Pachymetry is the study of corneal thickness or, more precisely, the measurement of corneal thickness at the center of the cornea, performed non-contact with a scheimpflug or OCT camera or touch with an ultrasound probe. No pupil dilation is required for the test. Evaluation of corneal thickness is a mandatory test in patients with glaucoma and ocular hypertension, and is also performed before surgical procedures, including laser procedures, on the cornea, as well as in the diagnosis of corneal cone and other corneal disorders.

The test has a crucial impact on the assessment of intraocular pressure values, as it makes it possible to determine whether the measured intraocular pressure is overestimated or underestimated by overlooking the existence of a thicker or thinner cornea.

It has been proven that Patients with corneas thicker than standard corneas may have higher pressures, which, however, are not necessarily anything to worry about. Patients with thin corneas, on the other hand, often have underestimated intraocular pressure – the pressure values are artificially low.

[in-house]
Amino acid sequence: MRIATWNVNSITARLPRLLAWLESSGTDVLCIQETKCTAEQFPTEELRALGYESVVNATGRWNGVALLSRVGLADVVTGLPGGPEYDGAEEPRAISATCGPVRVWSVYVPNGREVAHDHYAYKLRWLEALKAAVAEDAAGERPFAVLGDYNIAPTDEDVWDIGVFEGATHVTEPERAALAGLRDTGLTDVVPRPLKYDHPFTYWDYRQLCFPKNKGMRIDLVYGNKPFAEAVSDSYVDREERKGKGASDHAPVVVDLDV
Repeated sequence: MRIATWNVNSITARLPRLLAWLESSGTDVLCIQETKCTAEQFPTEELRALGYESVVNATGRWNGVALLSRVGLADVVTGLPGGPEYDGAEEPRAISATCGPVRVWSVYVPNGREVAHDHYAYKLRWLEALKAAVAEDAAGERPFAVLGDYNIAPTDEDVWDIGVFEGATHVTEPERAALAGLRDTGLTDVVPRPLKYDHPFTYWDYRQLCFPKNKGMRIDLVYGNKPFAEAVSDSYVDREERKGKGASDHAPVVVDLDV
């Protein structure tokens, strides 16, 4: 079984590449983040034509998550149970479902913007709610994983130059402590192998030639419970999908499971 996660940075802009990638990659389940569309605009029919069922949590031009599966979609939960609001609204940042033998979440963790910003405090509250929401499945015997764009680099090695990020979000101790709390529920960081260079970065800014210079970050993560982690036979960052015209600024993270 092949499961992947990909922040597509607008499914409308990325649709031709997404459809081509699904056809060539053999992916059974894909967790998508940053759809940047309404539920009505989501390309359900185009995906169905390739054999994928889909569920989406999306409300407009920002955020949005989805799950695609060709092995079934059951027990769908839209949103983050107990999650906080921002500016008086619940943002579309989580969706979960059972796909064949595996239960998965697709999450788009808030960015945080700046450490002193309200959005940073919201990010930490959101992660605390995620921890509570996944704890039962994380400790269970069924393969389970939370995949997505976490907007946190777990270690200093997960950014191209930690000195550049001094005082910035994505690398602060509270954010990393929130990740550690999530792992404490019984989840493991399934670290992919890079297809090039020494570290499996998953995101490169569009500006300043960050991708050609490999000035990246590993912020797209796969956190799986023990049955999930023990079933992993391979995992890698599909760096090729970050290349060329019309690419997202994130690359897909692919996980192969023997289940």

Tactile pachymetry is performed using ultrasonic pachymeters. The test requires contact between the camera tip and the patient’s cornea. It is painless because the cornea is anesthetized beforehand with drops. Several measurements of central corneal thickness are taken during the examination. The results are averaged, which makes it possible to read and apply the appropriate correction to the value of intraocular pressure. Non-contact pachymetry is performed as part of corneal tomography using an ultrasound camera. In this case, there is no contact between the camera and the cornea, which reduces the risk of infection and unpleasant sensations. This method has the advantage of profiling the thickness of the entire cornea, which allows for a more precise diagnosis of various corneal conditions – in contrast to tactile pachymetry, which measures the thickness of the cornea in only one selected area. NOTE: test results from both methods cannot be used interchangeably. There may be differences between them due to the application of corrections calculated for a particular measurement method.

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